Saturday, January 29, 2011

The Fat and Skinny of It

"You can either be fat and jolly or a skinny bitch: pick one." On the first episode of "The Big C," Cathy (played by Laura Linney) dispenses this tidbit of wisdom to her high school student played by Gabourey Sidibe.

At first, this line might seem unnaturally cruel. But, it had me cracking up and got me hooked to the show. What's so funny about it is how true it is, at least in our culture.

Have you ever noticed how many comedians and comediennes are overweight? Or used to be, growing up? Why do you think that is? I attribute this to childhood insecurities. Fact is, when you're not traditionally attractive (or perceive yourself not to be, according to the mainstream), you feel like your personally has to compensate for your looks. As Cathy puts it, "Nobody likes a fat bitch." Ouch. Harsh. But that's how it feels, at least to the fat kid. So, you craft a funny persona. Hide your feels of inadequacy behind a mask of humor. And try to make witty comments whenever you can; that way, people will like you.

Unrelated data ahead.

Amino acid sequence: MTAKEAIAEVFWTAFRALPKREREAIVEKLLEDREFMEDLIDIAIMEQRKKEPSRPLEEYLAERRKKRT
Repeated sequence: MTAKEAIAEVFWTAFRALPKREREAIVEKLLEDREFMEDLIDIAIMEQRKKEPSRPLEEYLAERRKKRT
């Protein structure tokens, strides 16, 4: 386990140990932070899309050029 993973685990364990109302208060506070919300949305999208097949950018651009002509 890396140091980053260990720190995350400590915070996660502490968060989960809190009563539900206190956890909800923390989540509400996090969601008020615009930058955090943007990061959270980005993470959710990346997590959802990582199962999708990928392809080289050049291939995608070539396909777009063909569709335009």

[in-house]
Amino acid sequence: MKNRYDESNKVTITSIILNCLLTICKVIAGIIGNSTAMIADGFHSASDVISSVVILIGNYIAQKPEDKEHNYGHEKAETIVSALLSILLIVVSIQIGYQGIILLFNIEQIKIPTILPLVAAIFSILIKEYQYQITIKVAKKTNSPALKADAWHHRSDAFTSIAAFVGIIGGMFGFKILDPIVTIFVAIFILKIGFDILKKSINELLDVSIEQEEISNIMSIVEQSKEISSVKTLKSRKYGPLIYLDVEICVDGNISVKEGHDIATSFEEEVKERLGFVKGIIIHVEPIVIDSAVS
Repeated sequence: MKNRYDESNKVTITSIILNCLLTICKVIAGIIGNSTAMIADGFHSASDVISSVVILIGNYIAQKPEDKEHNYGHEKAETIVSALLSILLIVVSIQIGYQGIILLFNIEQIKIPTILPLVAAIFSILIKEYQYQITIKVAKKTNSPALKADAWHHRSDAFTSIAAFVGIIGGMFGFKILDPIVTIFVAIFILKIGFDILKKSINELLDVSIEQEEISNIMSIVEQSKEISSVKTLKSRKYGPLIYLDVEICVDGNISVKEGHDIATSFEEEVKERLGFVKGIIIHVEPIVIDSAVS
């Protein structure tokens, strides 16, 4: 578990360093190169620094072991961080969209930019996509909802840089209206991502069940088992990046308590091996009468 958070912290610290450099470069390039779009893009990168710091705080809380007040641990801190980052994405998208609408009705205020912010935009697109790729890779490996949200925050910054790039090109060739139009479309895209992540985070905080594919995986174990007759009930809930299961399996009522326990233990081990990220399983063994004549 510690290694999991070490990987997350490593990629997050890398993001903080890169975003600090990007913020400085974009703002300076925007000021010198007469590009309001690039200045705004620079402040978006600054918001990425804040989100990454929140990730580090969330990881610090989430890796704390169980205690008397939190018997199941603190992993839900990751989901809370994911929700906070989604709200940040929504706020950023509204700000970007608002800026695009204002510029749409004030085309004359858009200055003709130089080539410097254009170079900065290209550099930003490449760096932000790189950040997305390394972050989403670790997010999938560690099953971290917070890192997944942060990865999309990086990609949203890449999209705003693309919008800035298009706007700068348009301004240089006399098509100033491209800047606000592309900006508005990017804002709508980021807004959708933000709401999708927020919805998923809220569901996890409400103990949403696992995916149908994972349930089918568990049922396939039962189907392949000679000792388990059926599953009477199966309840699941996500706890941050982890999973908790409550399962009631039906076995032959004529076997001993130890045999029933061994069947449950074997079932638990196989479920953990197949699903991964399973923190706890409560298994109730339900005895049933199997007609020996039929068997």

Maybe because I was once a chubby kid (I was pretty well traumatized by another kid calling me "thunder thighs")that I divide the women of the world into two categories. I'll admit sometimes I see a particularly skinny young woman and I will say (in my head or aloud to a friend) "Look at that skinny bitch." And when I say skinny bitch, it comes out like this: "skinnybitch." One word. Can't separate the two.

She might be a totally cool chick, but my preconceived notion is that a tall, skinny woman is somehow bitchy. This is obviously a projection of my own insecurity. This distinction also carries a morsel of respect. I have NO willpower. So if you are able to maintain a tiny frame, that earns my respect and somehow entails you to be bitchy.

The pressure to be funny or to be aloof can be suffocating. While it's hard to overcome our body image insecurities, it's possible to change the way people are portrayed in the mainstream. Maybe one day, we'll (our I'll) be able to change these constructs.

Sunday, January 9, 2011

Gays are Girl's Best Friend